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MEMBERS ONLY : ‘City’ Clubs Offer Refined Atmosphere in Which the Rich Dine, Drink and Deal

No one says, “Hi, I’m Wendy and I’ll be your server today.” No one asks you how you like your steak done. No one hovers, waiting for you to leave so they can seat another party at your table. No one angles for a tip. No one keeps you waiting in the bar.

They just do it. Automatically, immediately. They know your name, and that you’ll need the table in the corner for at least two hours, and that you’d like a copy of the Wall Street Journal next to your plate. You want privacy, you’ve got privacy. You want deep carpets, elegant furnishings, deferential service, valet parking, fresh flowers, serene views, perfect cocktails, top-notch food . . . it’s all yours.

If you can pony up several thousand dollars initially and as much as $235 a month, plus the cost of food and drink and an extra or two, and if you can get a few of the most wealthy and influential people in Orange County to back you, and another handful to approve you, you can have it.

All that poshness does have a price tag. After all, no one said getting into the Pacific Club and the Center Club--two of Orange County’s swankiest private clubs--was going to be easy.

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The two clubs are homes away from home for the county’s upper crust, exclusive magnets for a few hundred of the area’s most monied and influential. Membership in both is by invitation only, and confers a kind of social cachet that was not available in the county until only six years ago.

Before the Pacific Club opened in 1983, private clubs in the county were mostly of the country club variety--clubhouses with golf courses, tennis courts or yacht anchorages attached.

The far older and better-known Balboa Bay Club in Newport Beach, while not specifically a country club, is not a “city” club either. With its private beach, yacht slips, athletic facilities and adjacent residences, the club has been described by members and staff as being dedicated for use by entire families and all ages, more for social than business purposes.

But with the arrival of the Pacific Club (near John Wayne Airport in Newport Beach), and the Center Club (which opened four years ago next to the Orange County Performing Arts Center in Costa Mesa), the county had its first “city” clubs, clubs dedicated to nothing much more exotic than eating, drinking, talking and meeting.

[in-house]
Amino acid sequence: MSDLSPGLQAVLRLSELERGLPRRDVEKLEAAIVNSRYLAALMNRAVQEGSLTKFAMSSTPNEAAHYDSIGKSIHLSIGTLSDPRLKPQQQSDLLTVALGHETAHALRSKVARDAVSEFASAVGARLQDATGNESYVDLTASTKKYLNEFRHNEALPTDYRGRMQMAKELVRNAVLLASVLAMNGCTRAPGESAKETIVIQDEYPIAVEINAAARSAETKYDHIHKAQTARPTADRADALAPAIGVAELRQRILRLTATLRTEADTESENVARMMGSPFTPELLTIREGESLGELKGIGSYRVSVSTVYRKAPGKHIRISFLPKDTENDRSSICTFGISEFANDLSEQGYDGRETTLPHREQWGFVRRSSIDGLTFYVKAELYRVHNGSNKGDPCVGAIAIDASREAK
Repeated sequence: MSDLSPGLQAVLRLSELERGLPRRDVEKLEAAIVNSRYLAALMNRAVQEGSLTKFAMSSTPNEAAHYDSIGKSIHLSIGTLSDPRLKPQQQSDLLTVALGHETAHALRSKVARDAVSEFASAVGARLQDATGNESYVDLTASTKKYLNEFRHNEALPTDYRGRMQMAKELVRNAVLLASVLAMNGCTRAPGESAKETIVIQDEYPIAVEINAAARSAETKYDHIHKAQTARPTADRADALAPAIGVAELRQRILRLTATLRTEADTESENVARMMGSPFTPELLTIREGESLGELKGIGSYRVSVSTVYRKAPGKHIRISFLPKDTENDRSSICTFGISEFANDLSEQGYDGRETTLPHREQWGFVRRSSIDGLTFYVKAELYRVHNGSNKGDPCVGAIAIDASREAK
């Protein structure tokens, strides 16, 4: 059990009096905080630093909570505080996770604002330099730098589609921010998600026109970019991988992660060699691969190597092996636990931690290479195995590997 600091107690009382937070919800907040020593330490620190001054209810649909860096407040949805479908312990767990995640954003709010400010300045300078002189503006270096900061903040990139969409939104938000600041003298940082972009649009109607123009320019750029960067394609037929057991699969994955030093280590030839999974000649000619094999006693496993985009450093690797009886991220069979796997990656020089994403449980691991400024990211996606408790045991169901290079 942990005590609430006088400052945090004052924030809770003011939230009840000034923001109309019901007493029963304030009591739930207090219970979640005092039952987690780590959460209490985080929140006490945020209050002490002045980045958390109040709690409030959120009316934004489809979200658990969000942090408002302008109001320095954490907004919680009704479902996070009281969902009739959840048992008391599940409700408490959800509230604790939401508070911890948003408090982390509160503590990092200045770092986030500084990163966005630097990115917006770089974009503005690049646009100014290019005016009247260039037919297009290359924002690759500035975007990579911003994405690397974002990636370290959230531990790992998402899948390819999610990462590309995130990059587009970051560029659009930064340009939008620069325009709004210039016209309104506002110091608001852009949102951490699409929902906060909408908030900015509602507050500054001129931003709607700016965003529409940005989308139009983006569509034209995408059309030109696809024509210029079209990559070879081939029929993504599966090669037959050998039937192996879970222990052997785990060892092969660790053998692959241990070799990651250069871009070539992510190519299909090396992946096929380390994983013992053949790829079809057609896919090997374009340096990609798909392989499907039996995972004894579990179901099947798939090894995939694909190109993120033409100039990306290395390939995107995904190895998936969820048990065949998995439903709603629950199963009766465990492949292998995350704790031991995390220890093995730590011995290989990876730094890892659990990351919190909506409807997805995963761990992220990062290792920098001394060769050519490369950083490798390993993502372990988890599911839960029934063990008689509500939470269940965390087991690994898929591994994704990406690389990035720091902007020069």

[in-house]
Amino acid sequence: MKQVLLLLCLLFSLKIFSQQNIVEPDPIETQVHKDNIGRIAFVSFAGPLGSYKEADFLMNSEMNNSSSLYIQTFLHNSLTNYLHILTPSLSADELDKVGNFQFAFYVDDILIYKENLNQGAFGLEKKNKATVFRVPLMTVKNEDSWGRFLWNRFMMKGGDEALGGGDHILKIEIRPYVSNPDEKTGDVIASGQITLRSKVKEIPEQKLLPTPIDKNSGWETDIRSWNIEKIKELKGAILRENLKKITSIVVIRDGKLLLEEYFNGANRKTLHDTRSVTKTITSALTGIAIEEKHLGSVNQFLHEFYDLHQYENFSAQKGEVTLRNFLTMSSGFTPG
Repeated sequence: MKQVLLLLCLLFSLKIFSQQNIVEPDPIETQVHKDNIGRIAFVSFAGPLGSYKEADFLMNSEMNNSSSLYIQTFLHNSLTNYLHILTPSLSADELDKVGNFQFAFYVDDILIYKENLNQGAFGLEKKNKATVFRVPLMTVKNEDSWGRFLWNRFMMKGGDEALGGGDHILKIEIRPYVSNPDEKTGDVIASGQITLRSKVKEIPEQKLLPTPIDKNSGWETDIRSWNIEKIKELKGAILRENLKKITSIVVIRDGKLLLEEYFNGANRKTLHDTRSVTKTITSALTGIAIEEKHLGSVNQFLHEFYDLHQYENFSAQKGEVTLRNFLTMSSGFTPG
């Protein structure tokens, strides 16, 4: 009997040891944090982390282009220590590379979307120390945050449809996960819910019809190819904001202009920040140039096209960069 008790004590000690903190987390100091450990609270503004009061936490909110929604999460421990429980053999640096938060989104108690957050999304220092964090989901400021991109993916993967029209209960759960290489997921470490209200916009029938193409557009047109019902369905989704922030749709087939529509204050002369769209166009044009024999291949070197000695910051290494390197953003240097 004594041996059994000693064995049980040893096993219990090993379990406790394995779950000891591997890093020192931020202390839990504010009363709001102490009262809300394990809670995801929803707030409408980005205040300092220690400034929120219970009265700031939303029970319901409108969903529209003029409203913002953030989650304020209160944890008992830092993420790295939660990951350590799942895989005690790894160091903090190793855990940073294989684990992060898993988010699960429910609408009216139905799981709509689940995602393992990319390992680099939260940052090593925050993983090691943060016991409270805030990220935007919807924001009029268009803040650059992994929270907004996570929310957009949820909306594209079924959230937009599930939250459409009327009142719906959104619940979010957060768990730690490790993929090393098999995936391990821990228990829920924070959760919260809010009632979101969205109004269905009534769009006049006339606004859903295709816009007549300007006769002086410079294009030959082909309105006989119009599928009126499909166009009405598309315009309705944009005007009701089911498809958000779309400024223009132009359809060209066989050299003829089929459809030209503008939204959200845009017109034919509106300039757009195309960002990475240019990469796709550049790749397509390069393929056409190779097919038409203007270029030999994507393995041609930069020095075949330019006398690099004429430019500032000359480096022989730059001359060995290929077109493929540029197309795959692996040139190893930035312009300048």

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Those activities, however, take place in some of the most elegant and well-tended environments in the county. The service is impeccable, personal, efficient and solicitous, the atmosphere is quiet, sophisticated, formal and elegant, and members tend to move in the same stratospheric social and professional orbits.

What both clubs are not, however, is stuffy. They are not hidebound by convention and tradition, as are some of the older and more famous “city” clubs--the Jonathan Club in Los Angeles, the Bohemian Club in San Francisco, the University Club in New York and the ancient White’s in London. There are no white-haired men in regimental ties puffing cigars in wing-backed chairs.

Rather, the air in the two clubs tends to crackle with high-intensity mealtime conversation, and the private meeting rooms often hum with the sounds of deal-making. When the wealthy and powerful break bread in Orange County--for whatever reason--it is often at these two clubs.

The reason, said Center Club manager Joe Gatto, lies in a basic human need to be individually recognized and treated with deference.

“It’s more of a cerebral thing,” he said. “It becomes kind of an annex to their home. The staff and the members become another part of their families. They know the waiters and waitresses and the waiters and waitresses get to know their preferences and their idiosyncrasies. It’s just a special relationship, like an extended family.”

Brooke Bentley, the Pacific Club’s general manager, said his club’s members--many from the upper echelons of the county’s business community--appreciate having their way smoothed in what may otherwise be a hectic day.

“Our members know that this is a place they can come and not have to wait for a table, and the employees will know them and what they like and dislike,” Bentley said. “They know they’ll get the finest quality available. It’s an extension of their homes, where they can feel very comfortable, not pushed around or hassled or told to wait in the bar until a table’s ready.